A Practical Guide to Complementary Therapies

 

Keep a journal when trying a new therapy

When you start any new therapy, whether complementary or conventional, it is wise to keep a journal. A journal allows you to record your experiences so that, in a few weeks or months (depending on the time commitment required), you can decide if the therapy is working. In the journal, record how you feel each day and what changes, if any, you think can be attributed to the new therapy. Record when you feel ill or when you think this therapy is interacting with another one or with food. If you're experimenting with dosage, you should record the various amounts and your observations. If you get the therapy when you see a practitioner, note the date and time of your appointments.

A journal will allow you to evaluate the therapy more objectively. It is a more reliable record than your memory, as we often remember only our most dramatic experiences, whether good or bad. A journal will also help you determine whether changes in your life are associated with a particular therapy. It will give you a record of your therapies, which you can use in discussions with your doctor or practitioner. This type of record-keeping is particularly useful if you are trying a number of therapies. You can also refer back to your journal when other people with HIV ask you about your experiences.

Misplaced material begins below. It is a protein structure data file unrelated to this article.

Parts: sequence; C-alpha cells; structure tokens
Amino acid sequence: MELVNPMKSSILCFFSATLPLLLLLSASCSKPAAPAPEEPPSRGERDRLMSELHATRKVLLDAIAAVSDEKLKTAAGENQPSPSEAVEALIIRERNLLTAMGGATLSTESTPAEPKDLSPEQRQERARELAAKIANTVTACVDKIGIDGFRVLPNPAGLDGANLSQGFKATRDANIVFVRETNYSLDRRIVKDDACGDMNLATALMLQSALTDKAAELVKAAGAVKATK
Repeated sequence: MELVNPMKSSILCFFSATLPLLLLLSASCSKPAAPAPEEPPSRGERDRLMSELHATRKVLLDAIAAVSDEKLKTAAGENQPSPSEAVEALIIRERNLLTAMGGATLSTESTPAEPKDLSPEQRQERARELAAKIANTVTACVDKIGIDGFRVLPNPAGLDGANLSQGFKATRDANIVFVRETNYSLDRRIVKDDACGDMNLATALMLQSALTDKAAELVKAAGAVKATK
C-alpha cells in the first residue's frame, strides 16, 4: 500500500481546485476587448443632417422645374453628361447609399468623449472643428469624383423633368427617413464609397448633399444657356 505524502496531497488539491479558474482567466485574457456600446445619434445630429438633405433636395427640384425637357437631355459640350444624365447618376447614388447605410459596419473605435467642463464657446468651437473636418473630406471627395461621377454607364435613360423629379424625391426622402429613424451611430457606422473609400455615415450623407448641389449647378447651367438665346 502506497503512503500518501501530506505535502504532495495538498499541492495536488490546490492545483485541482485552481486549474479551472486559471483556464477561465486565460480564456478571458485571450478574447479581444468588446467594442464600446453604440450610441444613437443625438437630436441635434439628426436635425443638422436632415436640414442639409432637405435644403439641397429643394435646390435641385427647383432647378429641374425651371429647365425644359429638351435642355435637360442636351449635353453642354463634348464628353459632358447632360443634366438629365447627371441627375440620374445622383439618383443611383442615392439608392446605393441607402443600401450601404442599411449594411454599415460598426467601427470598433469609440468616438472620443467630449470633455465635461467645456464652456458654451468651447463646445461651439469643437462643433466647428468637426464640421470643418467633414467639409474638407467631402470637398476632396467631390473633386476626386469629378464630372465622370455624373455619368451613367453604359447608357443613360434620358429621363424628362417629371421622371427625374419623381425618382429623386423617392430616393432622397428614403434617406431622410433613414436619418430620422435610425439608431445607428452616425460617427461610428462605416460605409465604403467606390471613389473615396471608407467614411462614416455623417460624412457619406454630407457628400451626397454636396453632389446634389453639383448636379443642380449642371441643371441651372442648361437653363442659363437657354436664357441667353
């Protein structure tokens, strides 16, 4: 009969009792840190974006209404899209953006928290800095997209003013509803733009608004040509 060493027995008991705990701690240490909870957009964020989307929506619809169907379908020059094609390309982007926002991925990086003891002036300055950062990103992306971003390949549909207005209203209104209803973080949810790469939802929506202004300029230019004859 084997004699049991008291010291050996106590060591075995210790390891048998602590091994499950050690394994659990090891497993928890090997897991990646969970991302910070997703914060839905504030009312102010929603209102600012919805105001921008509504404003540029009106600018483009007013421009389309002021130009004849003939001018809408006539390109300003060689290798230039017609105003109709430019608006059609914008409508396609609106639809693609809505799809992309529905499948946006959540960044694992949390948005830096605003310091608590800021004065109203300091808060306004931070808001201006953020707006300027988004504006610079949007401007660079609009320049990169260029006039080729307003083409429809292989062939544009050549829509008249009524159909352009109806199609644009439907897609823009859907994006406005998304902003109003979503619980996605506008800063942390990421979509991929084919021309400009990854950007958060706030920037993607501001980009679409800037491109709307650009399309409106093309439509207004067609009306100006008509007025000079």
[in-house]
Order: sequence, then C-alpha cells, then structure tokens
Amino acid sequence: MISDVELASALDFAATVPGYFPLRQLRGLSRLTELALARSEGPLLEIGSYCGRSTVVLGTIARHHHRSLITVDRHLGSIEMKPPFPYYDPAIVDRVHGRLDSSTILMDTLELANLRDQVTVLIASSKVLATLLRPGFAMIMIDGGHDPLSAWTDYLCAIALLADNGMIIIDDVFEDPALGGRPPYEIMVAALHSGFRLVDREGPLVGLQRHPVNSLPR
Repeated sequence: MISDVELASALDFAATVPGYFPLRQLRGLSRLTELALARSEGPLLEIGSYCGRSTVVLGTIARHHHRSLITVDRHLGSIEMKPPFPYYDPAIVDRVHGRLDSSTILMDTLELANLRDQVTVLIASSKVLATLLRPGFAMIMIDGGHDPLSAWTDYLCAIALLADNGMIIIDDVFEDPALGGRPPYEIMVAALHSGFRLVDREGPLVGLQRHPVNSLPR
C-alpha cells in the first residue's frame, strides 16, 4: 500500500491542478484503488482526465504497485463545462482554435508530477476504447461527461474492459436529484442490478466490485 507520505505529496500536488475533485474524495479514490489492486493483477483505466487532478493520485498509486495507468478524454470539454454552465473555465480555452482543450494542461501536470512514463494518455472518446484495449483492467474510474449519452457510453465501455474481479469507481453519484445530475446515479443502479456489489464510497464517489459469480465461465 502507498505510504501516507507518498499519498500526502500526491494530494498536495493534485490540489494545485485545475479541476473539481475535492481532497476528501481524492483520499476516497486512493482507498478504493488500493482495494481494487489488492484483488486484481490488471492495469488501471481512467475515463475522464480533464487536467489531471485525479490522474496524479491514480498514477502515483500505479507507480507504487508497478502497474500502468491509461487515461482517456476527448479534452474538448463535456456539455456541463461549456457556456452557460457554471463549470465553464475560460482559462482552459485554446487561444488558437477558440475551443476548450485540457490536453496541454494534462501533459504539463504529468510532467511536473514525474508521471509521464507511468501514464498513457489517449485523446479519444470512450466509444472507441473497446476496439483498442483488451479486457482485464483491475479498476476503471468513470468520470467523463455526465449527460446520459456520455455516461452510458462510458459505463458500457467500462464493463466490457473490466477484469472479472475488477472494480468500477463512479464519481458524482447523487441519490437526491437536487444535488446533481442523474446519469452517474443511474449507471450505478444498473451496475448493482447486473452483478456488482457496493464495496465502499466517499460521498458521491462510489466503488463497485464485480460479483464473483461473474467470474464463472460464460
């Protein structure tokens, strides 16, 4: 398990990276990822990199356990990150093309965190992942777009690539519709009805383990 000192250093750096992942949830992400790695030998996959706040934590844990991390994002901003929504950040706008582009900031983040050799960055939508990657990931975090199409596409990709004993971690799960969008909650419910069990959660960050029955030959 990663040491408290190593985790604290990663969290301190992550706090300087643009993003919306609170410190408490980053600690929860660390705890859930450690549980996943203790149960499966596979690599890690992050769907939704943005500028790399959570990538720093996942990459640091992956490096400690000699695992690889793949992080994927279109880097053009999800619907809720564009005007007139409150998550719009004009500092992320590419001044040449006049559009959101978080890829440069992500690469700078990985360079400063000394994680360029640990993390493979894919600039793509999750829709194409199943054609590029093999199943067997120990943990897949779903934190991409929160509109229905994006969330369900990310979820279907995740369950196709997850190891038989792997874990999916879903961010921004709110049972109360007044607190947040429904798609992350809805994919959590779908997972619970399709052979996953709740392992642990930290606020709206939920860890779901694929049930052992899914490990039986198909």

CATIE has two resources that you can use or adapt as your therapy journal. The first is a visual tool called a health map, where you record your treatments, complementary therapies you are using, health conditions or possible side effects you are experiencing and your mood, on a diagram of the human body. The second is a health record that focuses in more detail on the treatments you are taking, the monitoring tests you receive and your complementary therapies. One of these resources may work for you.

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